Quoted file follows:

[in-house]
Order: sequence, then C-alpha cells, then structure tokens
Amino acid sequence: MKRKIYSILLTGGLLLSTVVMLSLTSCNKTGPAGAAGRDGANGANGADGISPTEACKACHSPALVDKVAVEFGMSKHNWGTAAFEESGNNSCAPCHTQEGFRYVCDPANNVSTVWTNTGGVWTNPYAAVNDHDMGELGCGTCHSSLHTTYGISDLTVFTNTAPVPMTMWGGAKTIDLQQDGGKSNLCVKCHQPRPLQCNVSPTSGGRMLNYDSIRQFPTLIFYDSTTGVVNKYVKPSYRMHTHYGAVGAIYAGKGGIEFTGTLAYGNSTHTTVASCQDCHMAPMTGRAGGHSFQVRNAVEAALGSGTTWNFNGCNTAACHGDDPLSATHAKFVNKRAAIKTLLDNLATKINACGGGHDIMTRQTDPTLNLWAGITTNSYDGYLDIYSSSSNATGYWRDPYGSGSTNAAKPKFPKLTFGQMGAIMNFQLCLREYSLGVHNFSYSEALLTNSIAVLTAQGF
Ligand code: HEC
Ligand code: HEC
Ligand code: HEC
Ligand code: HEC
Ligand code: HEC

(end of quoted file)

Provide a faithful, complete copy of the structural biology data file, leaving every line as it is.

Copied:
[in-house]
Order: sequence, then C-alpha cells, then structure tokens
Amino acid sequence: MKRKIYSILLTGGLLLSTVVMLSLTSCNKTGPAGAAGRDGANGANGADGISPTEACKACHSPALVDKVAVEFGMSKHNWGTAAFEESGNNSCAPCHTQEGFRYVCDPANNVSTVWTNTGGVWTNPYAAVNDHDMGELGCGTCHSSLHTTYGISDLTVFTNTAPVPMTMWGGAKTIDLQQDGGKSNLCVKCHQPRPLQCNVSPTSGGRMLNYDSIRQFPTLIFYDSTTGVVNKYVKPSYRMHTHYGAVGAIYAGKGGIEFTGTLAYGNSTHTTVASCQDCHMAPMTGRAGGHSFQVRNAVEAALGSGTTWNFNGCNTAACHGDDPLSATHAKFVNKRAAIKTLLDNLATKINACGGGHDIMTRQTDPTLNLWAGITTNSYDGYLDIYSSSSNATGYWRDPYGSGSTNAAKPKFPKLTFGQMGAIMNFQLCLREYSLGVHNFSYSEALLTNSIAVLTAQGF
Ligand code: HEC
Ligand code: HEC
Ligand code: HEC
Ligand code: HEC
Ligand code: HEC